Amelia quickly acquires a band of misfit friends (and sometimes enemies), and the proceed to have adventures involving freeze-tag, superheroics, neighborhood bullies, sneeze-barfs, and Saturday morning TV shows.

This stayed mostly in silly territory before getting more serious in the last segment with Amelia's aunt comforting Amelia while Amelia's parents argue on the phone.

The humorous portions were fast-paced and fun. Writer/artist Jimmy Gownley employs excellent comedic timing, and gets in plenty of laughs in each segment. The superhero jokes play nicely to the geeky audience.

The serious moments are tender and feel genuine.

Rating: 8/10

Monday, May 29, 2017

Thief: The Adventures of John Argent #11

From the random stack of unread comics. My memory is fuzzy on where I got this, but I believe it was at the Arisia convention in Boston some years back.

Title: Thief: The Adventures of John Argent
Issue: 11
Date: 2006
Publisher: Rainbow Bridge Productions
Writer: Rene Blansette
Artist: Rene Blansette

The cover rather loudly proclaims that we will see a "Good Girl vs. Bad Girl" battle for the fate of the Empire! Which is probably why I bought this to begin with.

As it turns out, this is the climactic issue of a storyline involving an evil wizard out to use a powerful magical artifact to take over the Medieval empire of Charlemagne. Opposing said wizard is the thief of the book's title, along Adele, daughter of one of Charlemagne's Paladins (and a trained warrior herself). On the bad guy's side is his daughter Morganna, a sorceress (not surprisingly, with that name).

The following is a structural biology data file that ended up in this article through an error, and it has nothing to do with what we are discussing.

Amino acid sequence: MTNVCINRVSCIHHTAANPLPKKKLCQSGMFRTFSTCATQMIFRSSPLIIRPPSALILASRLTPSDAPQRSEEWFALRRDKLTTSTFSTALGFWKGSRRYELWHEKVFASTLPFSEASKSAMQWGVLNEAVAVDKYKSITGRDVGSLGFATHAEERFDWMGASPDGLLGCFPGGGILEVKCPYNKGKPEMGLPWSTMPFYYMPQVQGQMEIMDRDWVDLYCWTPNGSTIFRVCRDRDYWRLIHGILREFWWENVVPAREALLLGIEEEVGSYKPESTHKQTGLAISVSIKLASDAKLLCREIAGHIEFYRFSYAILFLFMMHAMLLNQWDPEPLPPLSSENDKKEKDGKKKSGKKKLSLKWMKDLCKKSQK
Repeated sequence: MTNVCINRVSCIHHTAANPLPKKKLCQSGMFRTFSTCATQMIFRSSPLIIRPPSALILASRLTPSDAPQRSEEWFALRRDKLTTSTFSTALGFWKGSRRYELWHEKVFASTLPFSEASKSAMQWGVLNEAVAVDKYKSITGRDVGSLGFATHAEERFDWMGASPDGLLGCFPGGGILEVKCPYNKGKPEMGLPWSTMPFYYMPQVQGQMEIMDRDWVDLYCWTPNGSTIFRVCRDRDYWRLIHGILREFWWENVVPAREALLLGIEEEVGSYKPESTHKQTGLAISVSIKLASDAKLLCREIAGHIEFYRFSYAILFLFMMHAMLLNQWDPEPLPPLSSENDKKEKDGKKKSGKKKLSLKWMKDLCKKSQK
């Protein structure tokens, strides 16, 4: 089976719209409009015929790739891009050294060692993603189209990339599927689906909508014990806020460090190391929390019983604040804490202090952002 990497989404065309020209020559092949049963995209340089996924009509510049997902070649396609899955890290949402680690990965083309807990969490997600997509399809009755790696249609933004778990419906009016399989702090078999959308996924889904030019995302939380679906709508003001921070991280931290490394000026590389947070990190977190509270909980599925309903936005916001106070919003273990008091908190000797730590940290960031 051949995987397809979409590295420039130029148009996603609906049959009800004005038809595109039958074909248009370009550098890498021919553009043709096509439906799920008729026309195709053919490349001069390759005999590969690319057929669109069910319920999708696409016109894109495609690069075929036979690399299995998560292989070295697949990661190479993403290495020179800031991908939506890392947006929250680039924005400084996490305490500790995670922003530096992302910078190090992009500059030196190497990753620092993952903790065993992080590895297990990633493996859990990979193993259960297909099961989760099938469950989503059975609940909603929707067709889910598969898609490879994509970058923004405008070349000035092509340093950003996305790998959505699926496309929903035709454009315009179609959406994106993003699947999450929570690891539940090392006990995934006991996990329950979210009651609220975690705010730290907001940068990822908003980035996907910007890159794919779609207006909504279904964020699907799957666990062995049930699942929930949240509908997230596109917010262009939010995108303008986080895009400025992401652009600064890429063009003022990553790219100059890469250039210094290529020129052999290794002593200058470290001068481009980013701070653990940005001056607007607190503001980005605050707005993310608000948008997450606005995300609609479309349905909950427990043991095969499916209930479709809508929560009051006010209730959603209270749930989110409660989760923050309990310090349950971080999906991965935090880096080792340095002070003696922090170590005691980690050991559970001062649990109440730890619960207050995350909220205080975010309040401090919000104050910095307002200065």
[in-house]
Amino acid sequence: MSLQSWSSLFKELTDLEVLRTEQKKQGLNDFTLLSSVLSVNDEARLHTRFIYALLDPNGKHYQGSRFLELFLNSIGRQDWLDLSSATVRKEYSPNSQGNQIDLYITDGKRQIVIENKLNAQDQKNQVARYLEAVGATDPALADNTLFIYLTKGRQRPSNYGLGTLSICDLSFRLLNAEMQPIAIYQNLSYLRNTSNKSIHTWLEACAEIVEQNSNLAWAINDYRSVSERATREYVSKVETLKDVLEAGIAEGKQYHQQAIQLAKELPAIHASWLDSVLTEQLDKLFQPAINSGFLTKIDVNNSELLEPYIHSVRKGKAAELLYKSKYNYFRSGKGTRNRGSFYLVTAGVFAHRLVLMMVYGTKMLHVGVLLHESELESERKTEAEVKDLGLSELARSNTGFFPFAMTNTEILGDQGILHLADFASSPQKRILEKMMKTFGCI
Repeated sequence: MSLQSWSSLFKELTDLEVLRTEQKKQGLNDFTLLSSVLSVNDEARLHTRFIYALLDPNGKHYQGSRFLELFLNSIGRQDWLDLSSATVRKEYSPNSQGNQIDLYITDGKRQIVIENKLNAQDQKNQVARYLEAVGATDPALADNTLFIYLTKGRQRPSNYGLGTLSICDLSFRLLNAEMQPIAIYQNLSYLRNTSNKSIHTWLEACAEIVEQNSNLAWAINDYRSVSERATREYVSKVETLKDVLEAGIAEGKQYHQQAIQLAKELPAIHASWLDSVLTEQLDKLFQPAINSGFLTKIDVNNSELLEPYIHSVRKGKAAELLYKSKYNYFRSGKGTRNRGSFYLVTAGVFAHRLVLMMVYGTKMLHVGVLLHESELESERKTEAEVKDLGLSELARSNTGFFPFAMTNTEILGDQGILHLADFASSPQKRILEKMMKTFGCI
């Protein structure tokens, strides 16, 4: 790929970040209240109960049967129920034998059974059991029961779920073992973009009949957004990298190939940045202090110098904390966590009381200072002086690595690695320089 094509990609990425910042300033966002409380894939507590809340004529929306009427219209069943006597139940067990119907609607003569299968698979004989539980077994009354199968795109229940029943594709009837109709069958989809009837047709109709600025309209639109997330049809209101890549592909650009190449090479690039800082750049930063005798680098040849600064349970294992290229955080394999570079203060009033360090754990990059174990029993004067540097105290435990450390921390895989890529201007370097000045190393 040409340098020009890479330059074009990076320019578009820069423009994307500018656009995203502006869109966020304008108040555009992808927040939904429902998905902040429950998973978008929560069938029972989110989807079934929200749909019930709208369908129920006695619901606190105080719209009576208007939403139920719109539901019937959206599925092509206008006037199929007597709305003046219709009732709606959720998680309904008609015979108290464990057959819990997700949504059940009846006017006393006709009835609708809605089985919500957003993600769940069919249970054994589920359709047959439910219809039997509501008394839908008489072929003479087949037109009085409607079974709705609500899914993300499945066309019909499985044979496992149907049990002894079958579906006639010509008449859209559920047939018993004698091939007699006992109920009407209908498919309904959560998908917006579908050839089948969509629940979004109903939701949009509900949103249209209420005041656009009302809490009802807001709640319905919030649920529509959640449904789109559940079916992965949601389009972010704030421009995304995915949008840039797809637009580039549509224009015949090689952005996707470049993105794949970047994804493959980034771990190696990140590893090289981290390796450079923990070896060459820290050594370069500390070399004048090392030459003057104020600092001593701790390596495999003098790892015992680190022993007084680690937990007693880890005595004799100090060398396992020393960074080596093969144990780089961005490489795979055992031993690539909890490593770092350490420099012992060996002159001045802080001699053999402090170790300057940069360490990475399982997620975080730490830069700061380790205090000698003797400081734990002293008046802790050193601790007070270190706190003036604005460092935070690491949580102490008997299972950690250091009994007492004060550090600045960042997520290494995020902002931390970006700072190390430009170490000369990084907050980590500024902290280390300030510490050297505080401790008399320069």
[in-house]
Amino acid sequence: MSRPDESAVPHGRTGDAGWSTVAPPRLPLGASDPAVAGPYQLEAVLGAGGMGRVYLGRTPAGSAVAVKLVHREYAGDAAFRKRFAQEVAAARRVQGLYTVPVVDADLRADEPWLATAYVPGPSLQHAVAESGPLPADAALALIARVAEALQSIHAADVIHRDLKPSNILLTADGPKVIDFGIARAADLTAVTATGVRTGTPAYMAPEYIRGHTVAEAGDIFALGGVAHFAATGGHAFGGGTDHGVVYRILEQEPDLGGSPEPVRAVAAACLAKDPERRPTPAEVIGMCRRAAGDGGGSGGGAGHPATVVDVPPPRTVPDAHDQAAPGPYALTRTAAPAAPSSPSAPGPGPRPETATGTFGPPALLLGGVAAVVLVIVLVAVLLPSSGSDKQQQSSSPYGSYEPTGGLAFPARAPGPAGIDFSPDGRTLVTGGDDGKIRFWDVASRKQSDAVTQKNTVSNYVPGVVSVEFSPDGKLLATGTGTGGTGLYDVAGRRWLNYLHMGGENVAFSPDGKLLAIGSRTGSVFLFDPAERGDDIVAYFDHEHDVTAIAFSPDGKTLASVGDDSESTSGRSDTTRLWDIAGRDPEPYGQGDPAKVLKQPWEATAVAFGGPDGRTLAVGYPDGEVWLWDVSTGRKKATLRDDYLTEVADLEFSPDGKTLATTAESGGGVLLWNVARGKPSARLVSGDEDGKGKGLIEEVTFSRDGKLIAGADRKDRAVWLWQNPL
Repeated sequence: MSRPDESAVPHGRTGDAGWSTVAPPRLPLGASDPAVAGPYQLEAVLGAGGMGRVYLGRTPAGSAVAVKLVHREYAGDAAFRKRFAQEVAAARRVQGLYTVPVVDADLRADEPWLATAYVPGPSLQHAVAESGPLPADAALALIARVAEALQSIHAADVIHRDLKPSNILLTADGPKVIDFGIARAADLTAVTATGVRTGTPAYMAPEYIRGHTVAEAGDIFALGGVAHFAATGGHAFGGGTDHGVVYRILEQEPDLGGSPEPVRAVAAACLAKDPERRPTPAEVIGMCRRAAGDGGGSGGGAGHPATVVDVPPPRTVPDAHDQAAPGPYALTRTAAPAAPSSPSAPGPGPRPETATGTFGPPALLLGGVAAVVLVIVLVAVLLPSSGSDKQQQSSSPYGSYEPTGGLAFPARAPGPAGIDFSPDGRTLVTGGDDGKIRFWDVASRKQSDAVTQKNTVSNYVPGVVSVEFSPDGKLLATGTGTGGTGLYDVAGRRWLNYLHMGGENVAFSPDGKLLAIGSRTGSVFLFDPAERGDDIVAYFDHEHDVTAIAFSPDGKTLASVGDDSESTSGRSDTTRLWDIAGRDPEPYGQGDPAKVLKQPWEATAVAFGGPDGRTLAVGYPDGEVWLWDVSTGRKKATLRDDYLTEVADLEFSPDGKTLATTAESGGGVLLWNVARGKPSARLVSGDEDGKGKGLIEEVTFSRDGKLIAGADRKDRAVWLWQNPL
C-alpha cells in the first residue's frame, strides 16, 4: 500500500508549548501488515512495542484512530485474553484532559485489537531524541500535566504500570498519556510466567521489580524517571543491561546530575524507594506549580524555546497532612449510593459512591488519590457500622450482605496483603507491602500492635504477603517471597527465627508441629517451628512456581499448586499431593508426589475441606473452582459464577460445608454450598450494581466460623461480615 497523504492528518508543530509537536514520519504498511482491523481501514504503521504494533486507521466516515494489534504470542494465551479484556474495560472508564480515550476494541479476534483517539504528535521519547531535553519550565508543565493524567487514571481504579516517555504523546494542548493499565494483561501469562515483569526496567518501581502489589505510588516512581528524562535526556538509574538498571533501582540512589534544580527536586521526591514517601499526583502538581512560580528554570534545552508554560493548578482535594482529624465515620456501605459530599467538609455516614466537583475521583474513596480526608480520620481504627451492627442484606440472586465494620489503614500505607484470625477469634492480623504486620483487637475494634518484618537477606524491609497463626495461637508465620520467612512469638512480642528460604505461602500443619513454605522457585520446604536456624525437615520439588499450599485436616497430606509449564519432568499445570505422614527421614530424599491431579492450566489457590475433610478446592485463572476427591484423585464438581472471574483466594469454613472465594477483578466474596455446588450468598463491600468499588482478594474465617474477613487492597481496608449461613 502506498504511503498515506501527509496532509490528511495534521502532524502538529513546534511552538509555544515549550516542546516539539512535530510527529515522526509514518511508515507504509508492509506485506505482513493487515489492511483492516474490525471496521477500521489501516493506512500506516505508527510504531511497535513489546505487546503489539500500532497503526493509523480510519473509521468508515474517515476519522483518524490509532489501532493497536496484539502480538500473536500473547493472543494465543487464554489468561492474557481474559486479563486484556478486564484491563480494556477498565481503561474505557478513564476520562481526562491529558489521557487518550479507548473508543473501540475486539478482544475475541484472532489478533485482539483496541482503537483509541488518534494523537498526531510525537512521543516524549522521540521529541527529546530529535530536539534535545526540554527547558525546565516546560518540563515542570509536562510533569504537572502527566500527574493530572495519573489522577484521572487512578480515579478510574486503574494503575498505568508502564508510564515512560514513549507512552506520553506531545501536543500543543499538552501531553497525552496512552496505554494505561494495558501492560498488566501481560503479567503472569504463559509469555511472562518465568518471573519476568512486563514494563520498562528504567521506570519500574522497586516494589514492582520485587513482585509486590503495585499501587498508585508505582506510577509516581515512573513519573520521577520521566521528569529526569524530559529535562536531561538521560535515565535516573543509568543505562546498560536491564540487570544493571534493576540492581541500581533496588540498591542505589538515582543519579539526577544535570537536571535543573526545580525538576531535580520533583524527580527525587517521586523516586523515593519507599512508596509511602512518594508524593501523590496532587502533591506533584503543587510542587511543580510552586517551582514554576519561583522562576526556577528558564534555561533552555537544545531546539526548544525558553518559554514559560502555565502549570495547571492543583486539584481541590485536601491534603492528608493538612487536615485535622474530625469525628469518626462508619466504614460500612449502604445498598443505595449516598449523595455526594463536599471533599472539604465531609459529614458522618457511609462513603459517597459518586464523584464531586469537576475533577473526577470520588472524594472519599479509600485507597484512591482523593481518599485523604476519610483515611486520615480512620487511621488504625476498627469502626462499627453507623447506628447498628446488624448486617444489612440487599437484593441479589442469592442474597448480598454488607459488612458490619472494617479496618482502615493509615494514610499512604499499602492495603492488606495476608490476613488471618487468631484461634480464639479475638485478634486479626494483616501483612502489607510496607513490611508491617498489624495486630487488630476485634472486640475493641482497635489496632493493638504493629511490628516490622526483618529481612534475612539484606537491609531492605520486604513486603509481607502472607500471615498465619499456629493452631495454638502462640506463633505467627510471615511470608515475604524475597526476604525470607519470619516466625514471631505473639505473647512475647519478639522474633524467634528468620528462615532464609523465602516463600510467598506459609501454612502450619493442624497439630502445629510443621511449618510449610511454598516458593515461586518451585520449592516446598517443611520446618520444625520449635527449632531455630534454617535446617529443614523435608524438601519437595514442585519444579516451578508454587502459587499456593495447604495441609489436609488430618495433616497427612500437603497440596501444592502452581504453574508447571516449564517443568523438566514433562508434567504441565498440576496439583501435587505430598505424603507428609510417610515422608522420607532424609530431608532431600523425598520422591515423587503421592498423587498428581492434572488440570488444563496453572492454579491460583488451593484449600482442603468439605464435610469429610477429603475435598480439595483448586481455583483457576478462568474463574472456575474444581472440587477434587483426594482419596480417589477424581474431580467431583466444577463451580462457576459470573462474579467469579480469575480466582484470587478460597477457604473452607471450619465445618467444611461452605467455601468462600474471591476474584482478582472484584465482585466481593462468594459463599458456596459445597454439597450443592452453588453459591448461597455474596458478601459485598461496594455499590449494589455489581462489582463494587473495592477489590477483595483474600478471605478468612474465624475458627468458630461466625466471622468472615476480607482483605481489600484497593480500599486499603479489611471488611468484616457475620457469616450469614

So the battle depicted on the cover gets the issue started. It's a reasonably well-crafted extended fight scene, but unfortunately 1) sinks into borderline-fetishy catfight territory for a few moments in what is supposed to be a serious battle, and 2) ends in a rather unsatisfying draw.

From there we get to the actual main event, in which evil wizard Hildemar attempts to use the power of the Merlinstone and it's up to John Argent to stop him. This leads to an even more unfortunate trope, as instead of just disintegrating the hero, as he did with a guard a moment earlier, the villain instead decides to tell the hero his entire origin story, as shown in three pages of flashbacks.

Things get a bit better with the final bit of action and a couple of epilogue scenes, which end up being the best bits of story in this.

In addition to some of the problems outlined above, there is an annoying tendency to slip into anachronistic dialogue and narration. In particular, a football (American football!) reference in the narration makes no sense at all being in this story.

On the good side, there is a beautiful two-page spread of a big kaboom during the climax, and an interesting linking between Arthurian mythology and the later tales of Charlemagne that give the story some good flavor. Adele fights pretty fiercely, and Morganna is satisfyingly nasty and treacherous in the brawl, so the whole good girl vs. bad girl thing does kind of work. Like much else in this book, it simply wasn't as good as it could have been.

Rating: 4/10

Friday, May 26, 2017

Angel & Faith #18

The second of two issues of Angel & Faith that I got for free at last summer's MASSive Comic Con. The review of the previous issue is here.